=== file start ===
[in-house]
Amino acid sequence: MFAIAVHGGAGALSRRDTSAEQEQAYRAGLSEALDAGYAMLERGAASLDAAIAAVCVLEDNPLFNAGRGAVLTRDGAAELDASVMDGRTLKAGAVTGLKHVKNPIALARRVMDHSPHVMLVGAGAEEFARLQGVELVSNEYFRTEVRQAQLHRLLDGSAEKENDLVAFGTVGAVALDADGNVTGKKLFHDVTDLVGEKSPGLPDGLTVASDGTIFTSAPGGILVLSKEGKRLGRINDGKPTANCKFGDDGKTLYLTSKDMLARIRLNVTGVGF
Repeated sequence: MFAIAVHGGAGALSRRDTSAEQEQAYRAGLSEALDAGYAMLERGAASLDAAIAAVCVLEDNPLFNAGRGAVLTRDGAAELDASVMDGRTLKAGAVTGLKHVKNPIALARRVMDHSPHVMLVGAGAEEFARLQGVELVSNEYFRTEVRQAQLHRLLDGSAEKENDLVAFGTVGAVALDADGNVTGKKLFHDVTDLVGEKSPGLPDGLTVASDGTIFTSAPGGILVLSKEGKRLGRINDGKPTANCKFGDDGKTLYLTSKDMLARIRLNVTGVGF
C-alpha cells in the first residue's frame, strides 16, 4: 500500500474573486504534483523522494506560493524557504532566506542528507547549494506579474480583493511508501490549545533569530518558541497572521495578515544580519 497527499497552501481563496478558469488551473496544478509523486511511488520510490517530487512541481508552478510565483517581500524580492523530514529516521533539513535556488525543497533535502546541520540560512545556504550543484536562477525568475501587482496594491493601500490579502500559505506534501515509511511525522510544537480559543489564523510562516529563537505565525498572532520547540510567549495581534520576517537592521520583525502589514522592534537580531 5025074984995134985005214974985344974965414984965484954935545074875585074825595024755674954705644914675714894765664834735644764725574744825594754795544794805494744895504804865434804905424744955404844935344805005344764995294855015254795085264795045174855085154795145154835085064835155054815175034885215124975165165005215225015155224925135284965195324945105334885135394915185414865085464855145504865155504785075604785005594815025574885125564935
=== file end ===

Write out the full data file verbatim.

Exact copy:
[in-house]
Amino acid sequence: MFAIAVHGGAGALSRRDTSAEQEQAYRAGLSEALDAGYAMLERGAASLDAAIAAVCVLEDNPLFNAGRGAVLTRDGAAELDASVMDGRTLKAGAVTGLKHVKNPIALARRVMDHSPHVMLVGAGAEEFARLQGVELVSNEYFRTEVRQAQLHRLLDGSAEKENDLVAFGTVGAVALDADGNVTGKKLFHDVTDLVGEKSPGLPDGLTVASDGTIFTSAPGGILVLSKEGKRLGRINDGKPTANCKFGDDGKTLYLTSKDMLARIRLNVTGVGF
Repeated sequence: MFAIAVHGGAGALSRRDTSAEQEQAYRAGLSEALDAGYAMLERGAASLDAAIAAVCVLEDNPLFNAGRGAVLTRDGAAELDASVMDGRTLKAGAVTGLKHVKNPIALARRVMDHSPHVMLVGAGAEEFARLQGVELVSNEYFRTEVRQAQLHRLLDGSAEKENDLVAFGTVGAVALDADGNVTGKKLFHDVTDLVGEKSPGLPDGLTVASDGTIFTSAPGGILVLSKEGKRLGRINDGKPTANCKFGDDGKTLYLTSKDMLARIRLNVTGVGF
C-alpha cells in the first residue's frame, strides 16, 4: 500500500474573486504534483523522494506560493524557504532566506542528507547549494506579474480583493511508501490549545533569530518558541497572521495578515544580519 497527499497552501481563496478558469488551473496544478509523486511511488520510490517530487512541481508552478510565483517581500524580492523530514529516521533539513535556488525543497533535502546541520540560512545556504550543484536562477525568475501587482496594491493601500490579502500559505506534501515509511511525522510544537480559543489564523510562516529563537505565525498572532520547540510567549495581534520576517537592521520583525502589514522592534537580531 5025074984995134985005214974985344974965414984965484954935545074875585074825595024755674954705644914675714894765664834735644764725574744825594754795544794805494744895504804865434804905424744955404844935344805005344764995294855015254795085264795045174855085154795145154835085064835155054815175034885215124975165165005215225015155224925135284965195324945105334885135394915185414865085464855145504865155504785075604785005594815025574885125564935